When the Weather Outside is… Gloomy.

We have all been there… You wake up early for work, the house is a little chillier than usual, the bedroom is a little darker than it should be and the sun does not seem to have come up as normal… another gloomy day. Automatically your energy levels are lower and instead of hopping out of bed you would much rather hit the snooze button and cover right back up, close your eyes and go back to sleep. I used to find that gloomy days where the worst for killing all of my good intentions for getting up early, making a good breakfast and getting to work early to knock things out while the building was still quiet. As a newly self-proclaimed stay at home dog mom, homemaker and maker of other awesome things, I find that it is still the same. Gloomy days make you fight to get out of bed and get going.

I decided to do a little research on this and found that the weather HAS in fact been proven to affect our moods. In an article from Web MD Tecsia Evans, Ph.D., a clinical psychologist in San Francisco shares a little information on this topic.

“When it gets dark and dreary out, some people definitely have more susceptibility to feeling lonely or down. It’s pretty common to see a change in mood — such as feeling sadness or lower self-esteem — when it’s rainy outside.”

Now that you know tat this is not just a trick of your imagination, what can you do? Dr. Evans has a few suggestions – ALL of them go against our desires to roll back over and go back to sleep…

  1. When you are feeling down, get UP and get moving! You may want to go back to sleep but research has shown that physical activity increases endorphins (and according to Elle Woods, “Endorphins make people happy and happy people don’t just kill their husbands…”). Tru starting your day with 10-15 minutes of stretching or Yoga to get your blood flowing.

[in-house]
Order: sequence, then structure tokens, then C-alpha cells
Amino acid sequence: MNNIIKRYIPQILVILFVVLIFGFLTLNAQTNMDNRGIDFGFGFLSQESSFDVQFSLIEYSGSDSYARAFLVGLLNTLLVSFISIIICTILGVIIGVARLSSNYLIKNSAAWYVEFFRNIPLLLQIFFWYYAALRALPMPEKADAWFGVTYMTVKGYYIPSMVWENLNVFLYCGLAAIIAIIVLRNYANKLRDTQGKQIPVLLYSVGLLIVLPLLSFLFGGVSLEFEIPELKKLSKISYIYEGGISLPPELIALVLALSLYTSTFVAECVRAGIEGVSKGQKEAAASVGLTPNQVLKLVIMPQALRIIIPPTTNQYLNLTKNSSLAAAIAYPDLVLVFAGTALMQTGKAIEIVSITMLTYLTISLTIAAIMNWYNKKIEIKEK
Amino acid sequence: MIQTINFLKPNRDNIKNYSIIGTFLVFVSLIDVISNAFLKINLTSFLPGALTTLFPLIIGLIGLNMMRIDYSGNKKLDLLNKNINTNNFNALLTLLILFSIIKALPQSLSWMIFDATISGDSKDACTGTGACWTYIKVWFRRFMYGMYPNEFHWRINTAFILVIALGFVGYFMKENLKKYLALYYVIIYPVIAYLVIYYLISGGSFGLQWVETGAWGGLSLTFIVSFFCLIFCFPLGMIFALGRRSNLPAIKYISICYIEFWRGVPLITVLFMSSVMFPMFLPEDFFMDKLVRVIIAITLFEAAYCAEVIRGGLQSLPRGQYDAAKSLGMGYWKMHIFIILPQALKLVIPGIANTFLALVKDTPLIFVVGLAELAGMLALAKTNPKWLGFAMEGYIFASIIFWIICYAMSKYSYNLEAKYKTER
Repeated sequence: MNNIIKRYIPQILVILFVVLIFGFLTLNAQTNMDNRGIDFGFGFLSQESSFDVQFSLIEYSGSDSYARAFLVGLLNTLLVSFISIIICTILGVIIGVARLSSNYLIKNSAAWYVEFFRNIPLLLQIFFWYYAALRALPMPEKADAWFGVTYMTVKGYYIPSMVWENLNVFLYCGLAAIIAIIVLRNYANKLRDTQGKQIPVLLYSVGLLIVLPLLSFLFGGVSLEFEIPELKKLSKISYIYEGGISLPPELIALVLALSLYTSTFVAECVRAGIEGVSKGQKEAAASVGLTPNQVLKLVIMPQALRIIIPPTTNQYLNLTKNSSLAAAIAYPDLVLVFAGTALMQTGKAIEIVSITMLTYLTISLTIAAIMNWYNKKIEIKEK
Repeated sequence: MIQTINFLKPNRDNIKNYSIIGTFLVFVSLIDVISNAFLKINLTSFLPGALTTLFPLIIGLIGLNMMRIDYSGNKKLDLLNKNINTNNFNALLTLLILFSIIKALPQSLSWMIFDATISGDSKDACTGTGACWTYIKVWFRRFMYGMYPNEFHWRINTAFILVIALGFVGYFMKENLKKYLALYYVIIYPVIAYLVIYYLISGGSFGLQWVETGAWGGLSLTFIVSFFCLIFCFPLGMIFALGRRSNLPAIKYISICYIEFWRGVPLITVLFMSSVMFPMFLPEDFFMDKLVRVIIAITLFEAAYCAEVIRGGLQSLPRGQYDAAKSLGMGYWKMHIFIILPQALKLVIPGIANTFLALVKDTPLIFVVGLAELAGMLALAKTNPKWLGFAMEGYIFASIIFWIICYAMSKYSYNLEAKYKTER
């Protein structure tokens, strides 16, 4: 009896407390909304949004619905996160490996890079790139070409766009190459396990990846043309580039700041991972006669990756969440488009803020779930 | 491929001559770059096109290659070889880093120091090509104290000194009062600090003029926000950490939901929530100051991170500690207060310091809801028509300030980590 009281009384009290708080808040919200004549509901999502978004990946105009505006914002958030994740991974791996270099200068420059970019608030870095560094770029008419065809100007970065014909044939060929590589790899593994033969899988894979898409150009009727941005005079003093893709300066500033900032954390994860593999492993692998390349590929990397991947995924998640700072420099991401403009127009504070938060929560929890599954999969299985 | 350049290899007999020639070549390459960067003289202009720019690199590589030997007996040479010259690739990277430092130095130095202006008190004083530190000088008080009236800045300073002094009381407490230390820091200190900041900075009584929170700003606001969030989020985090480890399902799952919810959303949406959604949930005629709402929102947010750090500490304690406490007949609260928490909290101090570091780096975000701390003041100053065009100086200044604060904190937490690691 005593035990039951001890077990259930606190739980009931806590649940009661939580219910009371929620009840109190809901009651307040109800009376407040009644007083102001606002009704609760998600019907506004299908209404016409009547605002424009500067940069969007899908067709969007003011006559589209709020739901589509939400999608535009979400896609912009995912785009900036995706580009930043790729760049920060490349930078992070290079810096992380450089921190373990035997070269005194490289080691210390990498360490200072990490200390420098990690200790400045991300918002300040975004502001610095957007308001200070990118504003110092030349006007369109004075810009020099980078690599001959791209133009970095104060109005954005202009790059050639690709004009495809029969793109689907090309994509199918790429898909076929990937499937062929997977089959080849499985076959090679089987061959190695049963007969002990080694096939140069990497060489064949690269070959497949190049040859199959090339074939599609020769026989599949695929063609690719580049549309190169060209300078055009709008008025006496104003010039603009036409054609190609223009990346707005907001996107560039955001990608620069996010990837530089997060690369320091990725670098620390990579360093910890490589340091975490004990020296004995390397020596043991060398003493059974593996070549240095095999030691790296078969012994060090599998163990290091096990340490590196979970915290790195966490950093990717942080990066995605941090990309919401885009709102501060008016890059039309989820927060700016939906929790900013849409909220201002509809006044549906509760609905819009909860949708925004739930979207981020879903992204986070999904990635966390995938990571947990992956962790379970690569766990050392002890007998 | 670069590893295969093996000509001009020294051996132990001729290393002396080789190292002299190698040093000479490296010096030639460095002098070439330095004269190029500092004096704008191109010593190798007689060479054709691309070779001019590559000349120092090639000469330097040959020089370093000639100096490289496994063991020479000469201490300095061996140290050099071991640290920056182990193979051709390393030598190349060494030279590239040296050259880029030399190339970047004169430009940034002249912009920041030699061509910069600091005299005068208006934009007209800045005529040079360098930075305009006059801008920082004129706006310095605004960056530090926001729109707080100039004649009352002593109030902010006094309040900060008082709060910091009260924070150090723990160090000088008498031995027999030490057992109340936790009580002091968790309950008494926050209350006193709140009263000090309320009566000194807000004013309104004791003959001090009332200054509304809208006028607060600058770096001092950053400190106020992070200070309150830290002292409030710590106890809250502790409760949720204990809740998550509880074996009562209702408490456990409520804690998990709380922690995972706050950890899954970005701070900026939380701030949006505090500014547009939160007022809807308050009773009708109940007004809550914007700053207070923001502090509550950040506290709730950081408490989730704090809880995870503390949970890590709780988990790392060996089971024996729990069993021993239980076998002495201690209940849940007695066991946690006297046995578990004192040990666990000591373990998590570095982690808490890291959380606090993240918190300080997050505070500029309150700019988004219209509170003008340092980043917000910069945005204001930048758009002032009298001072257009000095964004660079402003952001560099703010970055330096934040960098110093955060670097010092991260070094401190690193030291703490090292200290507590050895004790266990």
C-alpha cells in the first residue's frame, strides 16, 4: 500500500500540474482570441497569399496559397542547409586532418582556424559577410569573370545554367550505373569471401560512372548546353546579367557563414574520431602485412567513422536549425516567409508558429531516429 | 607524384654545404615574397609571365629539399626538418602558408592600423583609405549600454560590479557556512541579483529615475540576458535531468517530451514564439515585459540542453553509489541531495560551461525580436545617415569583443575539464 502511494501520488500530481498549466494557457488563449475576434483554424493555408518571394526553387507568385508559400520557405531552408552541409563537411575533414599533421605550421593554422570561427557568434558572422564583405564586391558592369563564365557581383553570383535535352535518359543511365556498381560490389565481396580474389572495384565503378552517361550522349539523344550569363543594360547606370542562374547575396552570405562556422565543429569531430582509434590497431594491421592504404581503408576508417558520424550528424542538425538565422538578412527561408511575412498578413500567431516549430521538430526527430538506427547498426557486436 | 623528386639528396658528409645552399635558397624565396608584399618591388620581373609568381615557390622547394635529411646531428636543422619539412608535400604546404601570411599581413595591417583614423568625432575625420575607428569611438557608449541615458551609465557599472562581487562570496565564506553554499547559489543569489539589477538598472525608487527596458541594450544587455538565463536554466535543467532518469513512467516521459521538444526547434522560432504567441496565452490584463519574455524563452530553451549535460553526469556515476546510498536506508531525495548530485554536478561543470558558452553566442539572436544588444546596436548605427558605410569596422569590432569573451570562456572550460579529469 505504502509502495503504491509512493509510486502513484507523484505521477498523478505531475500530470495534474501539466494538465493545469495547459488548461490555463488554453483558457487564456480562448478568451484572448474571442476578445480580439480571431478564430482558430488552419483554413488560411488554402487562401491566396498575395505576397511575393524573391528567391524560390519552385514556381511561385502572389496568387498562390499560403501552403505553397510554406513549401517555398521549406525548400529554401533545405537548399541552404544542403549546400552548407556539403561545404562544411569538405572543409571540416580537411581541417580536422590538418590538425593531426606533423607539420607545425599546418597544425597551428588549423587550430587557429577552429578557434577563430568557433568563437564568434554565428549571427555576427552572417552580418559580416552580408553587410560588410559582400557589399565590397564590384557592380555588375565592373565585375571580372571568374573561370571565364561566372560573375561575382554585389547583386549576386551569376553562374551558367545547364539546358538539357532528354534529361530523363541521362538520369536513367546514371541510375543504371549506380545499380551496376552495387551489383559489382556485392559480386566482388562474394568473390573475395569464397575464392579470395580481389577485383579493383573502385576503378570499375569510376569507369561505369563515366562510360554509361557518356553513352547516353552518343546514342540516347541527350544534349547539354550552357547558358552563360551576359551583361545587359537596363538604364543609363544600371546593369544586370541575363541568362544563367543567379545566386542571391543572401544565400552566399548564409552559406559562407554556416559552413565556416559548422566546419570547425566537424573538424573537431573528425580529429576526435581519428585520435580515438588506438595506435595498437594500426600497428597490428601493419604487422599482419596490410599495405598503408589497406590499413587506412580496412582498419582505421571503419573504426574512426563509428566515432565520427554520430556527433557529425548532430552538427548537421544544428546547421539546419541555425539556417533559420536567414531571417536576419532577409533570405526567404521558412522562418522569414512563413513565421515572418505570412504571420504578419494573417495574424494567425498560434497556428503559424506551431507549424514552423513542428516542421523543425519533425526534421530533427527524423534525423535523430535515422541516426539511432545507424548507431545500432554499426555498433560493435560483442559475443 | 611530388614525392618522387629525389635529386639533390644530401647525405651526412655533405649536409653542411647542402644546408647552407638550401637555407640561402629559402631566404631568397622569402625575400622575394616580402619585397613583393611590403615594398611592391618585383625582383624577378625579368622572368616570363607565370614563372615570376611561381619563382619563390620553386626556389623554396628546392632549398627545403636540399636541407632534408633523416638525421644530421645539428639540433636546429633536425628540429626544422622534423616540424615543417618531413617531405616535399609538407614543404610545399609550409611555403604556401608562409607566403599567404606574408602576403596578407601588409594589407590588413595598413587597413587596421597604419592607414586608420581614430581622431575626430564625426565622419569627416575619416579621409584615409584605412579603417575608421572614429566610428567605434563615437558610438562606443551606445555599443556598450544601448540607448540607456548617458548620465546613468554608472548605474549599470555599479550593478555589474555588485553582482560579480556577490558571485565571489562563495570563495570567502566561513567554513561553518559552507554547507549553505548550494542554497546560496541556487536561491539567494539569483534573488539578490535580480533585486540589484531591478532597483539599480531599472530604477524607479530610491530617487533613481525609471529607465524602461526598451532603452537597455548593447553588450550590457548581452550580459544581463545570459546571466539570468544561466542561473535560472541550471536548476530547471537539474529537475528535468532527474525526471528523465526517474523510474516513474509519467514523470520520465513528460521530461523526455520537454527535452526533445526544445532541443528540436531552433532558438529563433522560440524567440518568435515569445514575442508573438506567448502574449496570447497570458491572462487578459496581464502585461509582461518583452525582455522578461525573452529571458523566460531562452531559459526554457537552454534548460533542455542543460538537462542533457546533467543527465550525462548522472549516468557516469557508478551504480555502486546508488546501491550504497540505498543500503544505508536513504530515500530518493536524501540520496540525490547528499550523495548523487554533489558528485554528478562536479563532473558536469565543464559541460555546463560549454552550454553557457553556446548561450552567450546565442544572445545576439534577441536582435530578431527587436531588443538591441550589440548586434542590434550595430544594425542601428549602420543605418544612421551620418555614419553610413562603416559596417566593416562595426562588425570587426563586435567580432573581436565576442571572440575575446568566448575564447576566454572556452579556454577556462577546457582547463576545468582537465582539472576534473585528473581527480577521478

2. Turn the lights on! Trying to conserve energy? Too bad! Your mood and wellbeing is more important than your light bill. If it is only cloudy out side, you can still open up all your blinds to let in what UV rays you can to help. According to Dr. Evans, “There has been research that light can boost serotonin, which elevates the mood”. Perfect for fighting those gloomy day blues…
  3. Don’t isolate yourself. This one is fairly easy if you are heading out in the gloomy weather for work (unless you are used to isolating yourself in an office or cubicle). If you are at work, take time to go visit co-workers instead of hiding in your office. If you are a stay at home mother/homemaker, try to schedule a baby play date or a coffee date with a friend (even if this means someone coming to your place instead of you getting out into the weather). You can make your baby-less friend come see you so you do not have to get out into the weather with your posse!

Research has also shown that a lack of sunlight can cause more severe problems for some, including SAD (Seasonal Affective Disorder) which usually affects people between April and October when days become shorter. You can read more about SAD and ways to cope with this disorder here.

At least you can rest easy knowing that we are all together here, fighting off the urge to hit that snooze button, keep the lights off and go back to sleep and I know that WE CAN FIGHT IT! Get out of bed, turn those lights on, get moving and do something that makes you happy, like drinking coffee… lots of coffee…

Peace and Be Well!

Namaste.

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